The following steps are needed to define the FunctionalEntities:

In Figure F.8, a FunctionalEntity “FillControl” is created that represents an application for controlling a valve based on input data from a level measurement. The “FillControl” FunctionalEntity is hosted by the CPU module “R04CPU_PLC”.


Figure F.8 – FunctionalEntity FillControl hosted by Asset R04CPU_PLC

“FillControl” uses an analog “FillLevel” input and a digital “ValveOpenClose” output variable. Both Variables are organized as InputData and OutputData of the FunctionalEntity “FillControl”.The “FillLevel” signal is coming from a FunctionalEntity “LevelMeasurement” that is hosted by the analogue input module “R60AD4_AnalogInput”, while the “ValveOpenClose” signal is sent to a FunctionalEntity “ValveControl” hosted by the digital output module “RY0R2_DigitalOutput”.

This is shown in Figure F.9.


Figure F.9 – FunctionalEntity FillControl organizing input and output variables

After setting up InputData and OutputData, the capabilities of the communication are defined. For example, the SubscriberCapabilities Variables for the “FillLevel” input signals are defined as in Figure F.10:


Figure F.10 – SubscriberCapabilities Variables of the LevelMeasurement FunctionalEntity

Table F.1 shows the values of the Variables used in the example:

NOTE The DataSets referenced in the table are defined in F.2.5.

Table F.1 – SubscriberCapabilities Variables and values for the LevelMeasurement FunctionalEntity










min:50, max:5000,increment:50,multiplier:1;unit:milliseconds


QosCategory:,DatagrammQos: opc.qos.lbl://green

Since the example is using pre-configured DataSets, the DataSets for the communication of the “FillLevel” and “ValveOpenClose” signals are defined in the next step. This is shown in Figure F.11:


Figure F.11 – DataSets for the FillControl FunctionalEntity

Two DataSets are defined:

  • A publication dataset, “ValveOpenCloseDataSet”, for the valve control messages;
  • A subscription dataset, “FillLevelDataSet”, for the level measurement messages.

Figure F.12 shows the “ValveOpenCloseDataSet”, which contains the following variables:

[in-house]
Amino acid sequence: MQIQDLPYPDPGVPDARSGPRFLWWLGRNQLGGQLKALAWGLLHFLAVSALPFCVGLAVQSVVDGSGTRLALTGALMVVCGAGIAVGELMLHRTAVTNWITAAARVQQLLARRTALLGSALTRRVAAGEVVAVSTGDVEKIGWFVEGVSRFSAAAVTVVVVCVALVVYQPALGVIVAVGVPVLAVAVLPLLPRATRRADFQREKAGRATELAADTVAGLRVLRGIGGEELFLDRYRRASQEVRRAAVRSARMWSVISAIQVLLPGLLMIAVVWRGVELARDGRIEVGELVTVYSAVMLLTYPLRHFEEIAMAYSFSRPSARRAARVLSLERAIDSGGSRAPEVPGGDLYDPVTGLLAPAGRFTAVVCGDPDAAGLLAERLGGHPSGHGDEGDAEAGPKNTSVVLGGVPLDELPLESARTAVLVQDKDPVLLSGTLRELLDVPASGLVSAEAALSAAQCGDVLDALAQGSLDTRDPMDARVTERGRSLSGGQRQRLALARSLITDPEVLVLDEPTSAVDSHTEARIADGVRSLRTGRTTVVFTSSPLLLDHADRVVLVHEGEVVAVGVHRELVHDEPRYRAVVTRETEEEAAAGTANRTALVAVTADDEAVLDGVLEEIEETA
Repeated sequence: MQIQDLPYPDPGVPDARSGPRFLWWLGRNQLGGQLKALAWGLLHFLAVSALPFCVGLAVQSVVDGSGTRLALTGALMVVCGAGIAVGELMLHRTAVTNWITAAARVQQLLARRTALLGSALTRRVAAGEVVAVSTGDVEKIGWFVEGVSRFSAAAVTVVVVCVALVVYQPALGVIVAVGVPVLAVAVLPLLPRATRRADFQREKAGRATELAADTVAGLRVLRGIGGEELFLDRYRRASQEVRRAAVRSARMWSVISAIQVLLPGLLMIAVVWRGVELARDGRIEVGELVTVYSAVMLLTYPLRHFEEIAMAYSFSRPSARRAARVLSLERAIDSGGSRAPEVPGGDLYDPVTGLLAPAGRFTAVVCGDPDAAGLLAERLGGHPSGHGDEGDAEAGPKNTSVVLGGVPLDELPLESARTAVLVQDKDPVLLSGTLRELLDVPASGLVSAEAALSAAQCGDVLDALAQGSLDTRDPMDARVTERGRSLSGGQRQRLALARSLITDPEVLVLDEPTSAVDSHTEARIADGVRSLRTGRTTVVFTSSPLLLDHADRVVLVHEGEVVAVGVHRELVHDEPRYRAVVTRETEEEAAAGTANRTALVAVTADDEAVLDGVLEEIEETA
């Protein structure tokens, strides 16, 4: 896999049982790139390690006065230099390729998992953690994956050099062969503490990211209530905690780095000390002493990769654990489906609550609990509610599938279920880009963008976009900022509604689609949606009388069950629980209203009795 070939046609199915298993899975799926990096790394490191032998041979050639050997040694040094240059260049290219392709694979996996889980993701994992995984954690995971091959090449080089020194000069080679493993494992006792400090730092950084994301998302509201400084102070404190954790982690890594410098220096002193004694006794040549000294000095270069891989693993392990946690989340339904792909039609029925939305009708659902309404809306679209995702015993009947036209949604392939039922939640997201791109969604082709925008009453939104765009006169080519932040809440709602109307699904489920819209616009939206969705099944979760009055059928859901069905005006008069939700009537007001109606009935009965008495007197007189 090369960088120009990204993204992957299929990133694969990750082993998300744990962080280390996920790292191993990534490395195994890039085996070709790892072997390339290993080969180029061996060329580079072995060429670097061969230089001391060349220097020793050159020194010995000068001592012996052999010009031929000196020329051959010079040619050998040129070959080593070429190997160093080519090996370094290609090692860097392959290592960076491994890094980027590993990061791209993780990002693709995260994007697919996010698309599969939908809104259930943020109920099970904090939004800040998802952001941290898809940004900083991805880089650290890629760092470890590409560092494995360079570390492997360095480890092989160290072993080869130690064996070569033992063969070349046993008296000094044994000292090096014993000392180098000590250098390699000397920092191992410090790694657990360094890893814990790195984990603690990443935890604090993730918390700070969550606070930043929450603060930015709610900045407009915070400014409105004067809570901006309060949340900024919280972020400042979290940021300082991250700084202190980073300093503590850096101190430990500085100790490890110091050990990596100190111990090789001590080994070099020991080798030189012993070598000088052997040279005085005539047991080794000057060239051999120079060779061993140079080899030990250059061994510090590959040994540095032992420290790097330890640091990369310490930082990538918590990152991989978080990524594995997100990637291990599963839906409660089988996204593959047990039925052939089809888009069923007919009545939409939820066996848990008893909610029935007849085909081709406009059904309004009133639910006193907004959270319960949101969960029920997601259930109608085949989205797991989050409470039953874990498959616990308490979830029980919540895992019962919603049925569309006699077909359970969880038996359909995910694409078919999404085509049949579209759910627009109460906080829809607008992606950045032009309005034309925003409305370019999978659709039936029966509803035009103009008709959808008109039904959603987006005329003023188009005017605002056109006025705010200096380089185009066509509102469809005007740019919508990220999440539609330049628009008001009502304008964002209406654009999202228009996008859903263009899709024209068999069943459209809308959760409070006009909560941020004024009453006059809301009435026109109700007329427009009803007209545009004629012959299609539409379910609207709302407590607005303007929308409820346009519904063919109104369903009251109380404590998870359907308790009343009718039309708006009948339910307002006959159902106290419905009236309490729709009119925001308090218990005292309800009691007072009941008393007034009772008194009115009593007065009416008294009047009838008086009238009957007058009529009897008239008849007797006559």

Figure F.12 – Variables in the ValveOpenCloseDataSet

Table F.2 describes the values of the variables.

Table F.2 – Variables and values of ValveOpenCloseDataSet




Structure with MajorVersion and MinorVersion with the VersionTime timestamp of the dataset configuration


(only data elements relevant to the example are shown):Fields: [Name: ValveOpenClose,BuiltinType: Boolean,DataType:Boolean,ValueRank:-1,ArrayDimensions: Not specified,MaxStringLength: Not specified ]


Not specified


Not specified




[ PublishedVariable: ValveOpenClose,AttributeId: Value,SamplingInterval: Not specified,DeadbandType: Not specified,DeadbandValue: Not specifiedIndexRange: Not specified,SubstituteValue: Not specified,MetaDataProperties: Not specified]

After the offline configuration of the Filling machine, the configuration is stored in a Descriptor and further used in system engineering to set up a production line.

In this phase, as shown in Figure F.13, a System Integrator defines the ITagNameplate information, custom DataSets (if allowed), the connections between machines in the production, the communications intervals and Quality of Service (QoS) being used and Networking configuration (e.g., IP addresses, VLAN Ids).


Figure F.13 – Usage of a Descriptor in subsequent engineering

As the final step, the connection information, including custom DataSets, the communication intervals and QoS, is deployed to the ConnectionManager(s), which is responsible for establishing the connections. Other information, like ITagNamePlate and Networking configuration, is deployed directly to the machines.